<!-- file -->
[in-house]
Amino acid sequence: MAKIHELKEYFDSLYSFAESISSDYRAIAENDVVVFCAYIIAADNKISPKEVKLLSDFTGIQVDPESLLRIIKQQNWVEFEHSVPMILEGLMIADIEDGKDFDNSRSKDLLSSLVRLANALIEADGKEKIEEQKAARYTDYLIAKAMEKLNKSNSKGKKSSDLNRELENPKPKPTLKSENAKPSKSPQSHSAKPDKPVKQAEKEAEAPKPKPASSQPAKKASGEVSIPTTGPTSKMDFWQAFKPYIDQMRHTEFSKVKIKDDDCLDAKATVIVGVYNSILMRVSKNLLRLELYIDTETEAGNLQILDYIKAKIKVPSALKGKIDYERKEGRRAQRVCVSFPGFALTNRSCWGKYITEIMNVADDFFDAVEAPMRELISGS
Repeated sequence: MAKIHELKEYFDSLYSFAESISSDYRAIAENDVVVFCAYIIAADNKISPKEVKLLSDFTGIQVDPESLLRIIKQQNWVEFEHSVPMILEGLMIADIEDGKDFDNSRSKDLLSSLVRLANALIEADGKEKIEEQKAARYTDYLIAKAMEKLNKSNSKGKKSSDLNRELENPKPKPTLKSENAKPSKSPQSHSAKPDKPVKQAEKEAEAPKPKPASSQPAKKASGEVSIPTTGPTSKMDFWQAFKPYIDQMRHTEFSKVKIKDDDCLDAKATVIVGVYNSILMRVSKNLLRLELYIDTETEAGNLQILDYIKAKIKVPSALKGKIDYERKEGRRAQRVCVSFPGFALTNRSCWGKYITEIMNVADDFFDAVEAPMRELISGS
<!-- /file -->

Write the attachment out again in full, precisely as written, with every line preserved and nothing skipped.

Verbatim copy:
[in-house]
Amino acid sequence: MAKIHELKEYFDSLYSFAESISSDYRAIAENDVVVFCAYIIAADNKISPKEVKLLSDFTGIQVDPESLLRIIKQQNWVEFEHSVPMILEGLMIADIEDGKDFDNSRSKDLLSSLVRLANALIEADGKEKIEEQKAARYTDYLIAKAMEKLNKSNSKGKKSSDLNRELENPKPKPTLKSENAKPSKSPQSHSAKPDKPVKQAEKEAEAPKPKPASSQPAKKASGEVSIPTTGPTSKMDFWQAFKPYIDQMRHTEFSKVKIKDDDCLDAKATVIVGVYNSILMRVSKNLLRLELYIDTETEAGNLQILDYIKAKIKVPSALKGKIDYERKEGRRAQRVCVSFPGFALTNRSCWGKYITEIMNVADDFFDAVEAPMRELISGS
Repeated sequence: MAKIHELKEYFDSLYSFAESISSDYRAIAENDVVVFCAYIIAADNKISPKEVKLLSDFTGIQVDPESLLRIIKQQNWVEFEHSVPMILEGLMIADIEDGKDFDNSRSKDLLSSLVRLANALIEADGKEKIEEQKAARYTDYLIAKAMEKLNKSNSKGKKSSDLNRELENPKPKPTLKSENAKPSKSPQSHSAKPDKPVKQAEKEAEAPKPKPASSQPAKKASGEVSIPTTGPTSKMDFWQAFKPYIDQMRHTEFSKVKIKDDDCLDAKATVIVGVYNSILMRVSKNLLRLELYIDTETEAGNLQILDYIKAKIKVPSALKGKIDYERKEGRRAQRVCVSFPGFALTNRSCWGKYITEIMNVADDFFDAVEAPMRELISGS